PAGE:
Rhetoric shift

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Someone in the audience was holding a sign that declared simply "Impeach." U.S. Rep. John Conyers, who'd come to the University of Detroit Mercy lecture hall on a Friday night for a give-and-take with more than 100 people, started things rolling by offering a bit of informed advice to the guy calling for President George W. Bush's removal from office.

"You can give that sign a rest," said the long-serving Democrat from Detroit.

That comment represents a startling shift in rhetoric on the part of Conyers. Just as he's about to reach the apex of his power as a legislator, the congressman is stepping back from his attempt last year to begin laying the groundwork necessary to remove Bush from office.

Come January, when his party takes control of the House of Representatives after 12 years languishing in the minority wilderness, the 77-year-old Conyers will be installed as chair of that body's Judiciary Committee.

Over the past six years, no one in Congress has raised more of a ruckus over Bush administration actions than Conyers. As one of the House's most liberal members, he's made an issue of the voting problems that occurred in Florida in 2000 and in Ohio in 2004. He held an unofficial hearing regarding the Downing Street memos (leaked documents from the British government that asserted Bush had decided to go to war in Iraq as early as the summer of 2002 and wanted to tailor intelligence to justify that decision) and the administration's deceit that led us into a disastrous war. He has opposed warrantless wiretaps and constitutionally questionable aspects of the Patriot Act. But, with his party in the minority, he's been in no position to do anything other than protest and build grassroots opposition to policies that he says are a threat to democracy.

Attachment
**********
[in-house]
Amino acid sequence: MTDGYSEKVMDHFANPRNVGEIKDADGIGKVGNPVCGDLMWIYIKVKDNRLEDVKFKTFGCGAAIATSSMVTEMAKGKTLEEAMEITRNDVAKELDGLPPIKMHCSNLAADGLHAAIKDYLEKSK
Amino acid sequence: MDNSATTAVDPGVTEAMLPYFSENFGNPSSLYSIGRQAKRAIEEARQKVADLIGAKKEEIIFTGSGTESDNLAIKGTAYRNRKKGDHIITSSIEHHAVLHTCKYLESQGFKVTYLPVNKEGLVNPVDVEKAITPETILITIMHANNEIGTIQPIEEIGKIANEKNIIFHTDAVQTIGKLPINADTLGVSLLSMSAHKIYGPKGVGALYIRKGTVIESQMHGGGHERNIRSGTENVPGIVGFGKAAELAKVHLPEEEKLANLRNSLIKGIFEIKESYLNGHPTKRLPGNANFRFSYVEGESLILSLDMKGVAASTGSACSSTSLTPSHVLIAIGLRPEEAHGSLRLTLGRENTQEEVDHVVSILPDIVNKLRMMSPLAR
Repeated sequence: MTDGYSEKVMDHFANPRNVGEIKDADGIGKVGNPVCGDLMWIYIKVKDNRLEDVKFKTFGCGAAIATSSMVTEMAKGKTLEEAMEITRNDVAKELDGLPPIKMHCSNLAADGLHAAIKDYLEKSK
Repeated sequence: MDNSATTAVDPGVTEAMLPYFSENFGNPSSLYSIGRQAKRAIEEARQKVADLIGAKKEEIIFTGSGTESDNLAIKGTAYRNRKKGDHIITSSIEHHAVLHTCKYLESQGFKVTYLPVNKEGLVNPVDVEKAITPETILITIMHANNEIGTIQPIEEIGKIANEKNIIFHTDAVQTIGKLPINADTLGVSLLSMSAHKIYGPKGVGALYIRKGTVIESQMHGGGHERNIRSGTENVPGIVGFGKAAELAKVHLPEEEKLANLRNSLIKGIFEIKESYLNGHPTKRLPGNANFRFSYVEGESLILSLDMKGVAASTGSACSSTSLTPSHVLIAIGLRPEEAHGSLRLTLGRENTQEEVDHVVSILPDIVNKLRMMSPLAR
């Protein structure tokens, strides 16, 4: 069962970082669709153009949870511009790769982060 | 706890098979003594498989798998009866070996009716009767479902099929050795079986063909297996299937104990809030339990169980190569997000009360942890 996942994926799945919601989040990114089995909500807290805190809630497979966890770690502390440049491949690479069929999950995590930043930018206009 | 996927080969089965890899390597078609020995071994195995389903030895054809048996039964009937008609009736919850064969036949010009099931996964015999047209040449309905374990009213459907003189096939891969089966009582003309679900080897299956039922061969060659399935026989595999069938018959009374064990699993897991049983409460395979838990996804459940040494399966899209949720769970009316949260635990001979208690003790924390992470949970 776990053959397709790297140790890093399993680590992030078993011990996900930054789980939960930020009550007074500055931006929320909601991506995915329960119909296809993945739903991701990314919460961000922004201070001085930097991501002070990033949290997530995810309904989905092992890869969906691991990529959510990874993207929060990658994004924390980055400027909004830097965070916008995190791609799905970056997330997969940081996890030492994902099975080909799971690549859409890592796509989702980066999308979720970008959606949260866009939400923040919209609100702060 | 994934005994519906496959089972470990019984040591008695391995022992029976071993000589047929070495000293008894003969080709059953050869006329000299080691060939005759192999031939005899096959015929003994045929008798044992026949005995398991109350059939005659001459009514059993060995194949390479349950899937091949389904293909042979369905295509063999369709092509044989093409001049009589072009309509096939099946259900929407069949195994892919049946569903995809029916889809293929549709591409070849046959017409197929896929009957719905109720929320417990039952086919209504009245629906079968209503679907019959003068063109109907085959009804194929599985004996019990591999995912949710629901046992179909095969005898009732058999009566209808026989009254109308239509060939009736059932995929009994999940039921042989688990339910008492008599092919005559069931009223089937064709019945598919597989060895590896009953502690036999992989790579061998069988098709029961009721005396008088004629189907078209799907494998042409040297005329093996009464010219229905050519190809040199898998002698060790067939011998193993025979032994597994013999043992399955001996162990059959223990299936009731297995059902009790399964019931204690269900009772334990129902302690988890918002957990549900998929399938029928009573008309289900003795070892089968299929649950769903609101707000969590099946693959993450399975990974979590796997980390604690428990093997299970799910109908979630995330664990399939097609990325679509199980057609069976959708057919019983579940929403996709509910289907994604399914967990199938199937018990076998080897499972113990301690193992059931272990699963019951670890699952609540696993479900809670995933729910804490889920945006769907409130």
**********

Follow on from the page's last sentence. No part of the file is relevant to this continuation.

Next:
So it is telling that one of Bush's most vocal critics is unambiguous and unequivocal in saying that the road to impeachment runs through him, and that road is getting blocked with a concrete barricade.

Just a year ago, in December 2005, Conyers introduced legislation calling for the creation of a special committee "to investigate the administration's intent to go to war before congressional authorization, manipulation of prewar intelligence, encouraging and countenancing torture, retaliating against critics, and to make recommendations regarding grounds for possible impeachment."

As Conyers explained at Friday's event — the first in what he said will be a series of gatherings for public input on the agenda for Democrats who now have a majority in both houses of Congress — impeachment is being taken off the table for a variety of reasons, not the least of which is that such an effort has little chance of succeeding. That's not because there's an obvious absence of any culpability on the part of the president, but rather the political realities of the situation.

First off, said Conyers, with Democrats holding just a 51-49 edge in the Senate, bipartisan support would be needed to remove Bush from office, and that support simply isn't there. Even his own party isn't united.